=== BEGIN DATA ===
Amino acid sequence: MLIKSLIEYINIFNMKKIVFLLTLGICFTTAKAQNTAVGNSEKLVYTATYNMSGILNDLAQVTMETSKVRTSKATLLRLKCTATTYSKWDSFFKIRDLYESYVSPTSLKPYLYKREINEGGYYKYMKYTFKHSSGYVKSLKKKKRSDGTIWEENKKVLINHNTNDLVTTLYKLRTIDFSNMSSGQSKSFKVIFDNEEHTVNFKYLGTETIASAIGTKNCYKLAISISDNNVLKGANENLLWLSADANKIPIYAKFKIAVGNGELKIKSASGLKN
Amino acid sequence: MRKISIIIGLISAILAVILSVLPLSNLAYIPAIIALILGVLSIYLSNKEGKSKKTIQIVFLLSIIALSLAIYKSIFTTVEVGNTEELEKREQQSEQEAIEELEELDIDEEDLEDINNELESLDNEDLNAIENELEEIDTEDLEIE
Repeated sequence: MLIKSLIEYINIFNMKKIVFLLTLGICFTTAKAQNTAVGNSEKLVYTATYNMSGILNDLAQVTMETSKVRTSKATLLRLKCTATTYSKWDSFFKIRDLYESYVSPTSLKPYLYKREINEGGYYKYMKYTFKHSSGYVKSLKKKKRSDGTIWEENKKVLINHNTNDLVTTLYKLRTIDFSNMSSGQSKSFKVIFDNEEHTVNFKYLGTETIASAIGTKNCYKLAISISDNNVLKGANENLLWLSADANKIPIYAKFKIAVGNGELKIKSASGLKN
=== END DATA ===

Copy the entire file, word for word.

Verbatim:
Amino acid sequence: MLIKSLIEYINIFNMKKIVFLLTLGICFTTAKAQNTAVGNSEKLVYTATYNMSGILNDLAQVTMETSKVRTSKATLLRLKCTATTYSKWDSFFKIRDLYESYVSPTSLKPYLYKREINEGGYYKYMKYTFKHSSGYVKSLKKKKRSDGTIWEENKKVLINHNTNDLVTTLYKLRTIDFSNMSSGQSKSFKVIFDNEEHTVNFKYLGTETIASAIGTKNCYKLAISISDNNVLKGANENLLWLSADANKIPIYAKFKIAVGNGELKIKSASGLKN
Amino acid sequence: MRKISIIIGLISAILAVILSVLPLSNLAYIPAIIALILGVLSIYLSNKEGKSKKTIQIVFLLSIIALSLAIYKSIFTTVEVGNTEELEKREQQSEQEAIEELEELDIDEEDLEDINNELESLDNEDLNAIENELEEIDTEDLEIE
Repeated sequence: MLIKSLIEYINIFNMKKIVFLLTLGICFTTAKAQNTAVGNSEKLVYTATYNMSGILNDLAQVTMETSKVRTSKATLLRLKCTATTYSKWDSFFKIRDLYESYVSPTSLKPYLYKREINEGGYYKYMKYTFKHSSGYVKSLKKKKRSDGTIWEENKKVLINHNTNDLVTTLYKLRTIDFSNMSSGQSKSFKVIFDNEEHTVNFKYLGTETIASAIGTKNCYKLAISISDNNVLKGANENLLWLSADANKIPIYAKFKIAVGNGELKIKSASGLKN